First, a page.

University of Winnipeg alumna Maureen Twovoice (Binesi Ikwe) has partnered with authors Andrew Stobo Sniderman and Douglas Sanderson (Amo Binashii) in their recently published book, Valley of the Birdtail: An Indian Reserve, a White Town and the Road to Reconciliation.
This book reminds me of the importance of history. And how important it is to write with a community, instead of about them.
The book tells the story of the 150-year relationship between the town of Rossburn and the Waywayseecappo First Nation, neighbouring communities in Manitoba, to better understand the larger relationship between Indigenous Peoples and non-Indigenous Canadians and to show a path forward.
Twovoice, a former UWinnipeg student in Indigenous Studies (B.A. ‘16) and Indigenous Governance (M.A. ‘22), wrote the Afterword for the book, in which she reflects on trauma and resilience among Anishinaabe people.
“I didn’t completely understand all the intergenerational cycles of trauma I had been handed until I was in university,” Twovoice says. “When I decided to share my story in this book, I wondered, ‘Why would my story be so important, as opposed to others who may have had it way worse than myself or were more successful?’ But I think I am helping an audience understand the reality for some Anishinaabe living on reserve, in a family which has been deeply impacted by Indian residential schools. With whatever I had, I was determined to break cycles.”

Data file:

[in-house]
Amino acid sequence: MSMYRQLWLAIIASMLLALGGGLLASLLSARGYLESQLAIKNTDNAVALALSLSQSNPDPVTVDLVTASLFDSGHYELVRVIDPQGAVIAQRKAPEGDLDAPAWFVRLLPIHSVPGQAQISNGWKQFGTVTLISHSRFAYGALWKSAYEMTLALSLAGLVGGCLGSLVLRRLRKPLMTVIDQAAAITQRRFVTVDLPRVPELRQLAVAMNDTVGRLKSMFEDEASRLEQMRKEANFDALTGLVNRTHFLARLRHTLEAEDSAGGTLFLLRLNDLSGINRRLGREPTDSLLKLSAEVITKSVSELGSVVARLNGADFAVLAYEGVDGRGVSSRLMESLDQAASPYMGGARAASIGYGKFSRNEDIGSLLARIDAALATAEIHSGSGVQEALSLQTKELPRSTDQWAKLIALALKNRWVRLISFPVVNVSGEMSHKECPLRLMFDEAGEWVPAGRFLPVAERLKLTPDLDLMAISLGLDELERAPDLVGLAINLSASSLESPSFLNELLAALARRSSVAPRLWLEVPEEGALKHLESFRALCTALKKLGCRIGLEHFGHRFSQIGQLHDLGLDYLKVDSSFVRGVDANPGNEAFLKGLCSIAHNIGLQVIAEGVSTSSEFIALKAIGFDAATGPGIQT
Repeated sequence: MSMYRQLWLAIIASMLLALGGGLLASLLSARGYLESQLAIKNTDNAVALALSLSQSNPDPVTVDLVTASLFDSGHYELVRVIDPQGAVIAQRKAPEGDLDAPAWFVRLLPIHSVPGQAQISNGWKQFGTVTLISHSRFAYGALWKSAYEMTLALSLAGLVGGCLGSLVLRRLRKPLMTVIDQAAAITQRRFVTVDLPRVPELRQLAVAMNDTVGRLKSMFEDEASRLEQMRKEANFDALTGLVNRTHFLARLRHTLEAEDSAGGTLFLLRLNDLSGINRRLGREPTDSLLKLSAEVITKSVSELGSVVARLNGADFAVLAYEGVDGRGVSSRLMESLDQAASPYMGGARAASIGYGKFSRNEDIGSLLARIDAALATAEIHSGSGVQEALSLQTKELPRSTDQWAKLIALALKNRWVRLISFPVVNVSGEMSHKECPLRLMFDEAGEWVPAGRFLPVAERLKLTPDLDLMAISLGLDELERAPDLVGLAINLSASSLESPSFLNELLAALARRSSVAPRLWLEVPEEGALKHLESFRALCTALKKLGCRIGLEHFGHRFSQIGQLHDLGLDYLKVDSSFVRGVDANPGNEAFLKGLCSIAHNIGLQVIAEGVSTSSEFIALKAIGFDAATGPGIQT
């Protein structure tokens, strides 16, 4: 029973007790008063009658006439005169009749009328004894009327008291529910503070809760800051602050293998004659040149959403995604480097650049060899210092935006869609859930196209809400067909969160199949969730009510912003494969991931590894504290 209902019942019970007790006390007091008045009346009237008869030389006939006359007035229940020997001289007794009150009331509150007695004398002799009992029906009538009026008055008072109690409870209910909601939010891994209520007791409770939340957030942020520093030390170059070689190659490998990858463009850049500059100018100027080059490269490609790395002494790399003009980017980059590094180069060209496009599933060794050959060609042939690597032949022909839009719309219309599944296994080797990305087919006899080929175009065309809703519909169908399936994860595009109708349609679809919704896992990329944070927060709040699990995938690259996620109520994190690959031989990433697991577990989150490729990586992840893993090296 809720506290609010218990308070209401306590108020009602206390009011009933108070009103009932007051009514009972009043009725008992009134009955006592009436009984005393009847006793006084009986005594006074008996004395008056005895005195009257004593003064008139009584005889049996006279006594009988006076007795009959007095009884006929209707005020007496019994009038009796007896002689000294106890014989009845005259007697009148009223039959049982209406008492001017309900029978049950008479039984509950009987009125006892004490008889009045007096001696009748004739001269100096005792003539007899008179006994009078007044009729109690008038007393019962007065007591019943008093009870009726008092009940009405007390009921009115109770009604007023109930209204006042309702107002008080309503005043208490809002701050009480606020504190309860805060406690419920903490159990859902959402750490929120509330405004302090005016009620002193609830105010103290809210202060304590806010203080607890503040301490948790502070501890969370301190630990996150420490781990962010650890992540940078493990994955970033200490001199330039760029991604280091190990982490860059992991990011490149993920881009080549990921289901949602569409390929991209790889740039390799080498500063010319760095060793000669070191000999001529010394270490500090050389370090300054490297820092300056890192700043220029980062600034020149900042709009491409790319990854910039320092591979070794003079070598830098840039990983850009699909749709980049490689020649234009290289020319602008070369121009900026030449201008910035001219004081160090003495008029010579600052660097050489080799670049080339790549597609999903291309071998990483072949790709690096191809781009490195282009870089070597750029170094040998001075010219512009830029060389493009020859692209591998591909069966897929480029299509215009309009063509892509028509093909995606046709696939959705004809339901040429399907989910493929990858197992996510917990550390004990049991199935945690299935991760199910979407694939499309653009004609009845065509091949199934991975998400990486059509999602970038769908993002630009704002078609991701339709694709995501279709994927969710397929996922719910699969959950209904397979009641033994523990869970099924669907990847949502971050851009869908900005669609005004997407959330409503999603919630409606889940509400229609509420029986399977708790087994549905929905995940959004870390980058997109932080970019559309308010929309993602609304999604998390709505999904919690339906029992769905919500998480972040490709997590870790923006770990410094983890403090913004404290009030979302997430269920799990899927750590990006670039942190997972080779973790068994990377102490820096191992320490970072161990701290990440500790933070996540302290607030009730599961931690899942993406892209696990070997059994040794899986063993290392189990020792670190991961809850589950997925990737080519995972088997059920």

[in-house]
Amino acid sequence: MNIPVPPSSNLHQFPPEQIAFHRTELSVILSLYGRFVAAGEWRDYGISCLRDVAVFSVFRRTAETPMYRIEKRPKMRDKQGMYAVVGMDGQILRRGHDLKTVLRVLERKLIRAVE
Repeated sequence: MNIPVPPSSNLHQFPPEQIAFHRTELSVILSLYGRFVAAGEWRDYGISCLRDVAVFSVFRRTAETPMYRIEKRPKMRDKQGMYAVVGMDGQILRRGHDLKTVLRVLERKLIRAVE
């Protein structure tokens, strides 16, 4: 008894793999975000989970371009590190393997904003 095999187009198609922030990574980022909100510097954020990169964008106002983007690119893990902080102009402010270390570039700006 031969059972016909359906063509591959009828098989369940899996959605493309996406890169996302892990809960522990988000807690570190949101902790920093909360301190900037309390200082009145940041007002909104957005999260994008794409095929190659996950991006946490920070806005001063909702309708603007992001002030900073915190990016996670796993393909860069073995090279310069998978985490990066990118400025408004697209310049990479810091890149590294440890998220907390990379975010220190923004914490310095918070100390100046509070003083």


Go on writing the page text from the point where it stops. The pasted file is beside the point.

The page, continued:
Valley of the Birdtail was published on August 30, contributing to a national conversation about racism and reconciliation.
When writing the book, the authors and Twovoice sought to set an example for future storytellers and researchers on how to work truly collaboratively.
“Not only am I a character in the book, but I was given the opportunity to write the Afterword and give feedback on draft chapters,” Twovoice says. “This book reminds me of the importance of history. And how important it is to write with a community, instead of about them.”